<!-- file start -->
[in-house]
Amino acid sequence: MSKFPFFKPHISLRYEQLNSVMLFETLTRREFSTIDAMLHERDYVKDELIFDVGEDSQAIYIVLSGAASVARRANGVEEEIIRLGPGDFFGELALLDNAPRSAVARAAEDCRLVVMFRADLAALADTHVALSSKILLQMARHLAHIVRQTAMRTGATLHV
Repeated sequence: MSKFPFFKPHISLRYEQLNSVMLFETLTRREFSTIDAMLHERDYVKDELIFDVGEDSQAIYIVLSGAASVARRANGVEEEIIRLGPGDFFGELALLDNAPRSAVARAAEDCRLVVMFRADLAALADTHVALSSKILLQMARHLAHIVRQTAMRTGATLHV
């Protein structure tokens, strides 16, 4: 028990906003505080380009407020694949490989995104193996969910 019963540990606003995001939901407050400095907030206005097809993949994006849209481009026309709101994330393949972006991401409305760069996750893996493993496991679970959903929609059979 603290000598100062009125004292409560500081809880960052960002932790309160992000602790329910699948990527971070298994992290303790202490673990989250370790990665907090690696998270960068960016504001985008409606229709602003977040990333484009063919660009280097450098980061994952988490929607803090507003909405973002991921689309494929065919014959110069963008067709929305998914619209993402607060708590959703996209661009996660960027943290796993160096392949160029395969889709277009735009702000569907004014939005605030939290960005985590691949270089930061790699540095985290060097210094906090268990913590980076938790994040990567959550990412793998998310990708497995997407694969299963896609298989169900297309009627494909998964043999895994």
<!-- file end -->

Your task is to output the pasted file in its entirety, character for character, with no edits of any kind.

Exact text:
[in-house]
Amino acid sequence: MSKFPFFKPHISLRYEQLNSVMLFETLTRREFSTIDAMLHERDYVKDELIFDVGEDSQAIYIVLSGAASVARRANGVEEEIIRLGPGDFFGELALLDNAPRSAVARAAEDCRLVVMFRADLAALADTHVALSSKILLQMARHLAHIVRQTAMRTGATLHV
Repeated sequence: MSKFPFFKPHISLRYEQLNSVMLFETLTRREFSTIDAMLHERDYVKDELIFDVGEDSQAIYIVLSGAASVARRANGVEEEIIRLGPGDFFGELALLDNAPRSAVARAAEDCRLVVMFRADLAALADTHVALSSKILLQMARHLAHIVRQTAMRTGATLHV
């Protein structure tokens, strides 16, 4: 028990906003505080380009407020694949490989995104193996969910 019963540990606003995001939901407050400095907030206005097809993949994006849209481009026309709101994330393949972006991401409305760069996750893996493993496991679970959903929609059979 603290000598100062009125004292409560500081809880960052960002932790309160992000602790329910699948990527971070298994992290303790202490673990989250370790990665907090690696998270960068960016504001985008409606229709602003977040990333484009063919660009280097450098980061994952988490929607803090507003909405973002991921689309494929065919014959110069963008067709929305998914619209993402607060708590959703996209661009996660960027943290796993160096392949160029395969889709277009735009702000569907004014939005605030939290960005985590691949270089930061790699540095985290060097210094906090268990913590980076938790994040990567959550990412793998998310990708497995997407694969299963896609298989169900297309009627494909998964043999895994």